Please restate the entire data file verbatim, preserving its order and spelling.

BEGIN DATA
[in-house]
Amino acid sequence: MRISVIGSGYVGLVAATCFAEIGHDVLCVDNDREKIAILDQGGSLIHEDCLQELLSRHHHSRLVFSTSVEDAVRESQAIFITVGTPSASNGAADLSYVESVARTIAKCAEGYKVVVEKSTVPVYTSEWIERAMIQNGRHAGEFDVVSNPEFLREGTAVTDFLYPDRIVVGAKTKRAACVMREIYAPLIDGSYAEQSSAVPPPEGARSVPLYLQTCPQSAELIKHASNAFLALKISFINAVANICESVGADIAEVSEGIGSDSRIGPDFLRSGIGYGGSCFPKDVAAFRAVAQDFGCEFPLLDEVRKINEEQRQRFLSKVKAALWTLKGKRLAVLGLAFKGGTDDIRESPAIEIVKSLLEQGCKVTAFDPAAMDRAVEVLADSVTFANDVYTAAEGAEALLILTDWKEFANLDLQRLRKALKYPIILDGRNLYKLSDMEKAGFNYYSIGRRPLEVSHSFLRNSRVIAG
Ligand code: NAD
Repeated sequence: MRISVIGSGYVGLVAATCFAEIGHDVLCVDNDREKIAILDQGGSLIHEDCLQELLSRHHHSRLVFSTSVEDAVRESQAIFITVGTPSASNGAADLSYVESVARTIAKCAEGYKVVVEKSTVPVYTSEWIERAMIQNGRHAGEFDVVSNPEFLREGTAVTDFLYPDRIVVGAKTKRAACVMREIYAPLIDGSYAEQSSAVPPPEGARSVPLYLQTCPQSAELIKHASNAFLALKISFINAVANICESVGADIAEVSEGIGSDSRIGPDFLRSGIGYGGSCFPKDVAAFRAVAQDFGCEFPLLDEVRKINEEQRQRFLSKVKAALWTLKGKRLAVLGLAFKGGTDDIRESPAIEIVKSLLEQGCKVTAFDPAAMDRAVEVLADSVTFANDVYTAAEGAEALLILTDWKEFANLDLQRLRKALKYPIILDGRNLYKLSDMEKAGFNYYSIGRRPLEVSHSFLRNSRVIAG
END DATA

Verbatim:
[in-house]
Amino acid sequence: MRISVIGSGYVGLVAATCFAEIGHDVLCVDNDREKIAILDQGGSLIHEDCLQELLSRHHHSRLVFSTSVEDAVRESQAIFITVGTPSASNGAADLSYVESVARTIAKCAEGYKVVVEKSTVPVYTSEWIERAMIQNGRHAGEFDVVSNPEFLREGTAVTDFLYPDRIVVGAKTKRAACVMREIYAPLIDGSYAEQSSAVPPPEGARSVPLYLQTCPQSAELIKHASNAFLALKISFINAVANICESVGADIAEVSEGIGSDSRIGPDFLRSGIGYGGSCFPKDVAAFRAVAQDFGCEFPLLDEVRKINEEQRQRFLSKVKAALWTLKGKRLAVLGLAFKGGTDDIRESPAIEIVKSLLEQGCKVTAFDPAAMDRAVEVLADSVTFANDVYTAAEGAEALLILTDWKEFANLDLQRLRKALKYPIILDGRNLYKLSDMEKAGFNYYSIGRRPLEVSHSFLRNSRVIAG
Ligand code: NAD
Repeated sequence: MRISVIGSGYVGLVAATCFAEIGHDVLCVDNDREKIAILDQGGSLIHEDCLQELLSRHHHSRLVFSTSVEDAVRESQAIFITVGTPSASNGAADLSYVESVARTIAKCAEGYKVVVEKSTVPVYTSEWIERAMIQNGRHAGEFDVVSNPEFLREGTAVTDFLYPDRIVVGAKTKRAACVMREIYAPLIDGSYAEQSSAVPPPEGARSVPLYLQTCPQSAELIKHASNAFLALKISFINAVANICESVGADIAEVSEGIGSDSRIGPDFLRSGIGYGGSCFPKDVAAFRAVAQDFGCEFPLLDEVRKINEEQRQRFLSKVKAALWTLKGKRLAVLGLAFKGGTDDIRESPAIEIVKSLLEQGCKVTAFDPAAMDRAVEVLADSVTFANDVYTAAEGAEALLILTDWKEFANLDLQRLRKALKYPIILDGRNLYKLSDMEKAGFNYYSIGRRPLEVSHSFLRNSRVIAG